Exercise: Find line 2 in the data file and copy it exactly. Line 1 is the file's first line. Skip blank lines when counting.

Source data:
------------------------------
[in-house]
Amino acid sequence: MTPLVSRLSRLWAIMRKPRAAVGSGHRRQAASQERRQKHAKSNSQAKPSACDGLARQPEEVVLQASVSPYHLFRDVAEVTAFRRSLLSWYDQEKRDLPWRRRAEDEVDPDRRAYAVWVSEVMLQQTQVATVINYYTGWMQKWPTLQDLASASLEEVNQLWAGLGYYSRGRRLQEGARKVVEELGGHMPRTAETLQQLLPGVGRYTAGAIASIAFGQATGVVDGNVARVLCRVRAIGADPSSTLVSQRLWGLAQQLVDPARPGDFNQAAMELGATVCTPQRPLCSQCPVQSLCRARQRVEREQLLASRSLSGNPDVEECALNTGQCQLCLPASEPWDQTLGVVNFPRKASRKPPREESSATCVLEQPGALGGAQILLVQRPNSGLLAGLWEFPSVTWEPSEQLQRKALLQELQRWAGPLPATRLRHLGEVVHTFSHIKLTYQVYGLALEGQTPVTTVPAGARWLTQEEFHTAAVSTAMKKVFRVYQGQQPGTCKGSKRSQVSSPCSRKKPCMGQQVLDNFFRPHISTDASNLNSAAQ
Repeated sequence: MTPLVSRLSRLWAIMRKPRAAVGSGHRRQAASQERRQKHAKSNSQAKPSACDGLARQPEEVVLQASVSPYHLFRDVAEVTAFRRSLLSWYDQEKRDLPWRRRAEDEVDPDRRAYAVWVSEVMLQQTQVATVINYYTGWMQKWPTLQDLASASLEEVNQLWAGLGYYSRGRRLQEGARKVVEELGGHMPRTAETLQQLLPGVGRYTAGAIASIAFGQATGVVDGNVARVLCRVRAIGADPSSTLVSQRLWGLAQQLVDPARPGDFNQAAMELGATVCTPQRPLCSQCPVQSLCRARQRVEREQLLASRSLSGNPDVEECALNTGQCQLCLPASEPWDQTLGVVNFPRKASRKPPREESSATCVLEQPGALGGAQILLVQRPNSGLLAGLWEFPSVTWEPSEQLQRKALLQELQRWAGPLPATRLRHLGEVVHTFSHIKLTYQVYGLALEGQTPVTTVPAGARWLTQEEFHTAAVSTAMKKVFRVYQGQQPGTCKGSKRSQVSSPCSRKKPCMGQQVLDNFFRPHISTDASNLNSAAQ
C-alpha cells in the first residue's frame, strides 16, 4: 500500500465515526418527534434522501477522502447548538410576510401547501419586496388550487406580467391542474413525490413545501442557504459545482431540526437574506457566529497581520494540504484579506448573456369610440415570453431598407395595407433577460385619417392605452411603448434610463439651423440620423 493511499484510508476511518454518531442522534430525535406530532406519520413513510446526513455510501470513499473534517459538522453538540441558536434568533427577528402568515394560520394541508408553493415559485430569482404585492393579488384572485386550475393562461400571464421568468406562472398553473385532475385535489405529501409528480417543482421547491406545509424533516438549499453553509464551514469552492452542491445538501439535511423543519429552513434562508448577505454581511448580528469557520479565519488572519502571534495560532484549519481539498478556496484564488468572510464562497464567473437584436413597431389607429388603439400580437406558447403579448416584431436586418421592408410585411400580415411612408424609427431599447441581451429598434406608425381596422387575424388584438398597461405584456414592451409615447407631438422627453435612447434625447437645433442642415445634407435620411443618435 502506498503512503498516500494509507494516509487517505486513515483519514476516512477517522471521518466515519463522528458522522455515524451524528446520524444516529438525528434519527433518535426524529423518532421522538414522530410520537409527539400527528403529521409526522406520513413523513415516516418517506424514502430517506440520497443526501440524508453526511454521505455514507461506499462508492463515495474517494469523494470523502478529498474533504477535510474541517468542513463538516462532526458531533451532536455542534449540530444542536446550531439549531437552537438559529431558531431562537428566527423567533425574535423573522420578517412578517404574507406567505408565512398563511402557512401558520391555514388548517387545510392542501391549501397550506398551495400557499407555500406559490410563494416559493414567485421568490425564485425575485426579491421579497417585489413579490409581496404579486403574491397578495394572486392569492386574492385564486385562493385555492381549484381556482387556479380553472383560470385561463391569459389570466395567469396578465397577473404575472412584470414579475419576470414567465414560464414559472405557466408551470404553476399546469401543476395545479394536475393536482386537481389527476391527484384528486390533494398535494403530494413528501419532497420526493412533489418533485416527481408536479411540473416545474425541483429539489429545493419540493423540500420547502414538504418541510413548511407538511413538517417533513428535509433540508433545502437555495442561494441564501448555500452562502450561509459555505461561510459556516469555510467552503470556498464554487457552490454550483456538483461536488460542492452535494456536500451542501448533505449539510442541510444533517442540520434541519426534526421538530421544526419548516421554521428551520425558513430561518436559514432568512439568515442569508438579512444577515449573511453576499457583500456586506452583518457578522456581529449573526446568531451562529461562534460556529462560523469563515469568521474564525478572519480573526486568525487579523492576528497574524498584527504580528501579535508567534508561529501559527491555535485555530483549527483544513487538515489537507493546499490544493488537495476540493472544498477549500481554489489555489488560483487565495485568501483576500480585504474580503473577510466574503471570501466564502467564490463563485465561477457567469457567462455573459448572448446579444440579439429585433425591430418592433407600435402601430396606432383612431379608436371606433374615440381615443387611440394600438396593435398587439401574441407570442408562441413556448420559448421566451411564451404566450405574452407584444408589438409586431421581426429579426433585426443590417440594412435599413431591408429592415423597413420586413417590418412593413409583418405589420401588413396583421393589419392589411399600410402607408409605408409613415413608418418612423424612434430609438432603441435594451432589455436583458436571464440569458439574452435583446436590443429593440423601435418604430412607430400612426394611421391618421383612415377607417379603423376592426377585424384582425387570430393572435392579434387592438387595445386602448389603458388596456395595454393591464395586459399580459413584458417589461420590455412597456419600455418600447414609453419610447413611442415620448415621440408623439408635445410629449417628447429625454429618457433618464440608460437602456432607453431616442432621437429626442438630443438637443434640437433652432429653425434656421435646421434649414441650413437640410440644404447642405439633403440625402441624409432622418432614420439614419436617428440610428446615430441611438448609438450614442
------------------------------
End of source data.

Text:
Amino acid sequence: MTPLVSRLSRLWAIMRKPRAAVGSGHRRQAASQERRQKHAKSNSQAKPSACDGLARQPEEVVLQASVSPYHLFRDVAEVTAFRRSLLSWYDQEKRDLPWRRRAEDEVDPDRRAYAVWVSEVMLQQTQVATVINYYTGWMQKWPTLQDLASASLEEVNQLWAGLGYYSRGRRLQEGARKVVEELGGHMPRTAETLQQLLPGVGRYTAGAIASIAFGQATGVVDGNVARVLCRVRAIGADPSSTLVSQRLWGLAQQLVDPARPGDFNQAAMELGATVCTPQRPLCSQCPVQSLCRARQRVEREQLLASRSLSGNPDVEECALNTGQCQLCLPASEPWDQTLGVVNFPRKASRKPPREESSATCVLEQPGALGGAQILLVQRPNSGLLAGLWEFPSVTWEPSEQLQRKALLQELQRWAGPLPATRLRHLGEVVHTFSHIKLTYQVYGLALEGQTPVTTVPAGARWLTQEEFHTAAVSTAMKKVFRVYQGQQPGTCKGSKRSQVSSPCSRKKPCMGQQVLDNFFRPHISTDASNLNSAAQ